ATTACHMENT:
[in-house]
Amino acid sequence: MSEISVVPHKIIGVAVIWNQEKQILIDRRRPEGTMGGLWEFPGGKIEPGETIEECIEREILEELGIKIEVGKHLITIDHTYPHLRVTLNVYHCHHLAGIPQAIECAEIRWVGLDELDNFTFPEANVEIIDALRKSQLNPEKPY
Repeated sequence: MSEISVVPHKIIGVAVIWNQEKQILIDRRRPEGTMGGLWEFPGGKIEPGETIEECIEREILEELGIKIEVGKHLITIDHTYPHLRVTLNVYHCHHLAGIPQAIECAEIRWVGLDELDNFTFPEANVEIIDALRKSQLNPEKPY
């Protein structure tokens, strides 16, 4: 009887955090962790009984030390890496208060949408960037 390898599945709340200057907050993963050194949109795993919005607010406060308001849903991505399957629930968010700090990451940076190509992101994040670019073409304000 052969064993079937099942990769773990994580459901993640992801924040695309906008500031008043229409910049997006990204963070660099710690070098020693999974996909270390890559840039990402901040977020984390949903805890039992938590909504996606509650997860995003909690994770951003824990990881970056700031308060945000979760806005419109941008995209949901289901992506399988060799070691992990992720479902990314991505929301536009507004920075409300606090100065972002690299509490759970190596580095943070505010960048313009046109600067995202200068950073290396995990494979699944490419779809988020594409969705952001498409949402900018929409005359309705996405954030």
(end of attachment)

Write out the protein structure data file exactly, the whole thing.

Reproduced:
[in-house]
Amino acid sequence: MSEISVVPHKIIGVAVIWNQEKQILIDRRRPEGTMGGLWEFPGGKIEPGETIEECIEREILEELGIKIEVGKHLITIDHTYPHLRVTLNVYHCHHLAGIPQAIECAEIRWVGLDELDNFTFPEANVEIIDALRKSQLNPEKPY
Repeated sequence: MSEISVVPHKIIGVAVIWNQEKQILIDRRRPEGTMGGLWEFPGGKIEPGETIEECIEREILEELGIKIEVGKHLITIDHTYPHLRVTLNVYHCHHLAGIPQAIECAEIRWVGLDELDNFTFPEANVEIIDALRKSQLNPEKPY
């Protein structure tokens, strides 16, 4: 009887955090962790009984030390890496208060949408960037 390898599945709340200057907050993963050194949109795993919005607010406060308001849903991505399957629930968010700090990451940076190509992101994040670019073409304000 052969064993079937099942990769773990994580459901993640992801924040695309906008500031008043229409910049997006990204963070660099710690070098020693999974996909270390890559840039990402901040977020984390949903805890039992938590909504996606509650997860995003909690994770951003824990990881970056700031308060945000979760806005419109941008995209949901289901992506399988060799070691992990992720479902990314991505929301536009507004920075409300606090100065972002690299509490759970190596580095943070505010960048313009046109600067995202200068950073290396995990494979699944490419779809988020594409969705952001498409949402900018929409005359309705996405954030």